Now, $1.7 trillion in questionable mortgages was a lot . . . but the market in related derivates came to close to $70 trilion, of which $40 trillion comprised CDS’s alone. But no reason to worry! With all this risk-spreading there was no way to fail; everyone had everyone else covered. (What could possibly go wrong?)

4. The Wheels Fall Off.

When unprecedented numbers of mortgages started to go bad, issuers of CDS’s started having to pay out unsustainable amounts on those policies. At which point everyone, all over the world, suddenly realized that the risk-proof system of everyone insuring everyone else’s investments was also a risk magnifying device; when large numbers of mortgages failed they produced ripple effects as the values of the paper being held by everyone along the chain fell all at once. The bad mortgages were the rocks in the pond; the ripples flowed out through the derivatives markets. And once those failures started happening, the value of all the other ABS’s and CDS’s fell just because people suddenly realized that their actual values were impossible to determine and were therefore no longer willing to buy them.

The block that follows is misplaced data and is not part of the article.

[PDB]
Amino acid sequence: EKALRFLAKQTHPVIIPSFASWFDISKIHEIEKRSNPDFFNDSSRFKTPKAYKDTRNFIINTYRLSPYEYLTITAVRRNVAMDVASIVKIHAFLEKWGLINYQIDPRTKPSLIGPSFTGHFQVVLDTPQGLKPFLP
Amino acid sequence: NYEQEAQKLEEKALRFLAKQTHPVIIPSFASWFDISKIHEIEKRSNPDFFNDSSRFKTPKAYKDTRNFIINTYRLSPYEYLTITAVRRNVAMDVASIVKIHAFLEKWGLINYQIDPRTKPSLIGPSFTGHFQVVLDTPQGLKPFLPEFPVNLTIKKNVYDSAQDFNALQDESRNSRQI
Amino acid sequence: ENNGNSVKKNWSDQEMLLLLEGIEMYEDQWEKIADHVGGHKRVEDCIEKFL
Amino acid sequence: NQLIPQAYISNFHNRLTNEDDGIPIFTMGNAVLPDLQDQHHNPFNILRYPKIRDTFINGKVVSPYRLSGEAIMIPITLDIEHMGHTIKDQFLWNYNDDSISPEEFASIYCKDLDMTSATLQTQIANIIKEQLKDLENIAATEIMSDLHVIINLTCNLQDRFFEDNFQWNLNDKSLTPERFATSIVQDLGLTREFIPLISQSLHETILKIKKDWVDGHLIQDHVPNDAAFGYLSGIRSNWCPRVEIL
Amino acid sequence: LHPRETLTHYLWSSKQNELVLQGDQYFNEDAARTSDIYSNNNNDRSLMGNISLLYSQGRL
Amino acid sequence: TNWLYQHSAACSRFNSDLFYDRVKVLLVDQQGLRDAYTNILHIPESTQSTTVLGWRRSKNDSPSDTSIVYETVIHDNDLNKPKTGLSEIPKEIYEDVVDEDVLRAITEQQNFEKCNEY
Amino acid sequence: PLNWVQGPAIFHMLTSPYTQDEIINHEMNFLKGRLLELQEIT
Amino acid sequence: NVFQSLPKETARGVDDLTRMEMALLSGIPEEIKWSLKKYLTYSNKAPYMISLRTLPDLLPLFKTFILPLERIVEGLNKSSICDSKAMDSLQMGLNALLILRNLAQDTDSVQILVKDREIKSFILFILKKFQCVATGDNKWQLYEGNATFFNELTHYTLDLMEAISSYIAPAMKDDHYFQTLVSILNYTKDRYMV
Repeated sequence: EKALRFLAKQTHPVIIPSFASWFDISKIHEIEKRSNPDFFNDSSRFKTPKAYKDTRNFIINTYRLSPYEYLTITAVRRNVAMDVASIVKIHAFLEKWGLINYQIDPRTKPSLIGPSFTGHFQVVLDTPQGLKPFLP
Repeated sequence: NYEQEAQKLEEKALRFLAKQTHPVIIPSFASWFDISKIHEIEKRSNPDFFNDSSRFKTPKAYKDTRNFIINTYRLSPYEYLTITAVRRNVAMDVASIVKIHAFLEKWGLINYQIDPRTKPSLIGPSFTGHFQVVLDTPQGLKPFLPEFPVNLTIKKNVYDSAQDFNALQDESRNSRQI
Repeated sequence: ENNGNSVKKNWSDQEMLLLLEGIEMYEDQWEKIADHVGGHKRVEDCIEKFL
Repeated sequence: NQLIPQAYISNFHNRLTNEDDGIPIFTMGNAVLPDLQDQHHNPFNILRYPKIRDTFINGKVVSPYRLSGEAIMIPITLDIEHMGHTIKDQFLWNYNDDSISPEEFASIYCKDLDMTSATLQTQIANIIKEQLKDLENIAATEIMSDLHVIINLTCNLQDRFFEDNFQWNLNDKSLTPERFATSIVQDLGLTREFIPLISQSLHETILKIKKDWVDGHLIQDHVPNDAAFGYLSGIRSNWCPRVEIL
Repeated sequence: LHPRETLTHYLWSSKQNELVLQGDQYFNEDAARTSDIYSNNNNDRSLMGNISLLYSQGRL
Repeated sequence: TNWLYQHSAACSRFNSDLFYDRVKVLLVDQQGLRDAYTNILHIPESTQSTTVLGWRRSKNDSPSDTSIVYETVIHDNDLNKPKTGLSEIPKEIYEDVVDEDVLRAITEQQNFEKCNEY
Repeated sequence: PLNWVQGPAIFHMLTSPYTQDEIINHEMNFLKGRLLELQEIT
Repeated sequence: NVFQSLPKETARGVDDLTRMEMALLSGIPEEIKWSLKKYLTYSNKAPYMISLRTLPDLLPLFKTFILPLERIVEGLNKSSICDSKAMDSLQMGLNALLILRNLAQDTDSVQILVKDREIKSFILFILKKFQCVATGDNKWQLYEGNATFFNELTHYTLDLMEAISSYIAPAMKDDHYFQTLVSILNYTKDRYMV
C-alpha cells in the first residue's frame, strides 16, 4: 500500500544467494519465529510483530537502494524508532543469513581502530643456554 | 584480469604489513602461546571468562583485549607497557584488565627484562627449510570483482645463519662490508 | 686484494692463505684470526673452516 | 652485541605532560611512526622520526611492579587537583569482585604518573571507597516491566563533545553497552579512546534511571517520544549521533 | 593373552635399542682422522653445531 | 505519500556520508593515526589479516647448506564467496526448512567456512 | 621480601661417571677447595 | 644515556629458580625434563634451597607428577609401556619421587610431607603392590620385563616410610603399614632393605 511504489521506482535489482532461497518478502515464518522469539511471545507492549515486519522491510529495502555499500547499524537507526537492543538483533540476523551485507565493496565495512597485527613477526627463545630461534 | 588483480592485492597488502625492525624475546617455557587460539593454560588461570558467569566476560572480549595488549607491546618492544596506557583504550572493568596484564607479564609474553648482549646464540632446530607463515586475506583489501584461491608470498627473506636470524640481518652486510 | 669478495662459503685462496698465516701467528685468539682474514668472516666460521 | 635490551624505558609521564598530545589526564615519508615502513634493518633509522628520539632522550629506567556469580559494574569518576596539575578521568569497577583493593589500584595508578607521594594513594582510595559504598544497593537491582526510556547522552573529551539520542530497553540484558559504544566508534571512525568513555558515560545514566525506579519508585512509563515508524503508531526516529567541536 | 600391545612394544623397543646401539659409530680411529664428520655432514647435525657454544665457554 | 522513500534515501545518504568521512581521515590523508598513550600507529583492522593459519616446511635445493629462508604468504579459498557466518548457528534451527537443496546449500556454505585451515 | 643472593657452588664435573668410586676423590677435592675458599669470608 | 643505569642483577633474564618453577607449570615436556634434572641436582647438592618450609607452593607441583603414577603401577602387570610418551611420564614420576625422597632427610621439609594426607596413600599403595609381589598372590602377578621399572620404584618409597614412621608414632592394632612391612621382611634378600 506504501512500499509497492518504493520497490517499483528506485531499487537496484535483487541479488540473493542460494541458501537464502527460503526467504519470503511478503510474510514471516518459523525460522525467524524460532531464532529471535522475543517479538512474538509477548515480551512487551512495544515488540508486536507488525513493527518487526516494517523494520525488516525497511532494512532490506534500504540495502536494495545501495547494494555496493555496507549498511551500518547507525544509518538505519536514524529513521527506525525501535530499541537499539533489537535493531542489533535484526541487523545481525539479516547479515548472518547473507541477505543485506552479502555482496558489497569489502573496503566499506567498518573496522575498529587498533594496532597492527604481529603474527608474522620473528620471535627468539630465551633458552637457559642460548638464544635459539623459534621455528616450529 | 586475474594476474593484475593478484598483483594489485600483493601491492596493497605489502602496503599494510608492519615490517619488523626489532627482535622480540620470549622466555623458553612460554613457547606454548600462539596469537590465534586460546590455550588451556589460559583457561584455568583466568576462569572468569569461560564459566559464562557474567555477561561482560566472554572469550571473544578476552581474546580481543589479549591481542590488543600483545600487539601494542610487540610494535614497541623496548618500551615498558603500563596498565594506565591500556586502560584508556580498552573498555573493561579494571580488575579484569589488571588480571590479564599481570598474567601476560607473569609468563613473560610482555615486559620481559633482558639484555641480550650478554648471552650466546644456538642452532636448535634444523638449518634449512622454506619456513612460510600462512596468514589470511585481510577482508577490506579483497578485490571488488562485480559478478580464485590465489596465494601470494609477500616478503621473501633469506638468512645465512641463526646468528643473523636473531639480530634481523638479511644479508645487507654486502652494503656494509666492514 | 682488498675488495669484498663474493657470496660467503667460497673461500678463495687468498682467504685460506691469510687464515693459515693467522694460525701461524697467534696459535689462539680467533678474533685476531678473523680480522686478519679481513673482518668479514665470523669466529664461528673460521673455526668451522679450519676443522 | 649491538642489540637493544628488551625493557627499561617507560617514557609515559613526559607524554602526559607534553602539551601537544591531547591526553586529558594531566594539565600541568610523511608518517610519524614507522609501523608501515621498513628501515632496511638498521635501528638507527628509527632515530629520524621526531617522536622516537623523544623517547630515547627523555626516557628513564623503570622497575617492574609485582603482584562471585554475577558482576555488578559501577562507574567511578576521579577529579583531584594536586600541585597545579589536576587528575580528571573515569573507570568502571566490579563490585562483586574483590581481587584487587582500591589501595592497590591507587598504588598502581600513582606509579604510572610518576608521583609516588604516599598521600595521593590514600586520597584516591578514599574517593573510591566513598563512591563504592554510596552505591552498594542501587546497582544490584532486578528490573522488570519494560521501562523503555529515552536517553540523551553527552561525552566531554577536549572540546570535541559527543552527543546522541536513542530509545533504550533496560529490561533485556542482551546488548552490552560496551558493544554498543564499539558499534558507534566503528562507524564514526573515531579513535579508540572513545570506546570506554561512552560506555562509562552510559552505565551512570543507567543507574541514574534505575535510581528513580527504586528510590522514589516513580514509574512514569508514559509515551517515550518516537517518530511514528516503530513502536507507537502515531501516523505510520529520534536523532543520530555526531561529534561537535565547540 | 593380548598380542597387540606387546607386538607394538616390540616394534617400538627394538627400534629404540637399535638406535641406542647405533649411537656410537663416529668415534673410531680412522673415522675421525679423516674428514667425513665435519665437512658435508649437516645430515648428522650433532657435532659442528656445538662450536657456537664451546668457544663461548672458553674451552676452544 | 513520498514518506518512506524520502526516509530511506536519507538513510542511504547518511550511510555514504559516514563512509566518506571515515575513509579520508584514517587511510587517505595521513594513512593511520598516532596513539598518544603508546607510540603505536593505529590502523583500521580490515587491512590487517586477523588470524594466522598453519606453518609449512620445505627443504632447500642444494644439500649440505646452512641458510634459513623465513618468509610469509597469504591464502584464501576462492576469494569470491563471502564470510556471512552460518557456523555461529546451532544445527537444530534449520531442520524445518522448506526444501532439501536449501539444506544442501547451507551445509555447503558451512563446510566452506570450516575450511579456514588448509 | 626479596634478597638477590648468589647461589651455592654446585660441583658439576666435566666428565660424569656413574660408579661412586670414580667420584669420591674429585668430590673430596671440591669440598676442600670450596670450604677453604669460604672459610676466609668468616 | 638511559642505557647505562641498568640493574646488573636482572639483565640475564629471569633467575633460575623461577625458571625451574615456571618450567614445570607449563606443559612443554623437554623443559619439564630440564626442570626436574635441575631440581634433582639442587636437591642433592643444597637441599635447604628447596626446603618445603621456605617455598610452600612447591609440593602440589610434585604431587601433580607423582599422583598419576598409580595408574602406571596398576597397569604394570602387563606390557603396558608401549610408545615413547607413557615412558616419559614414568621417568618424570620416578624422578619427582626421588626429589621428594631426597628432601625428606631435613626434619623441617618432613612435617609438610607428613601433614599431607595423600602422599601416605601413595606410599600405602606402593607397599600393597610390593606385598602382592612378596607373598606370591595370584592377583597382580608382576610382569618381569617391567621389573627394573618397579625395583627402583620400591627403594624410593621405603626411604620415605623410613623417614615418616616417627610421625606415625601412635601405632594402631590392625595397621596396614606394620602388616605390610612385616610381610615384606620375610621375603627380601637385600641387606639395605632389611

All of that would have been a sad story, but no one would have shed a lot of tears about losses to hedge funds and investment houses. Except that when everyone suddenly decided that $70 trillion of assets had no determinable value, something else happened: banks stopped being willing to lend each other money. The measure of banks’ willingness to lend one another money is the spread between the interest rates they charge one another and what they could get by parking their money in a Treasury bond. To personalize, again: if I have money, I can park it risk free in a T-bill. If you want me to take the risk of lending it to you, you have to pay me interest to justify the risk. The less I trust you to be able to pay me back, the greater will be the spread between that interest rate and what I could get risk free.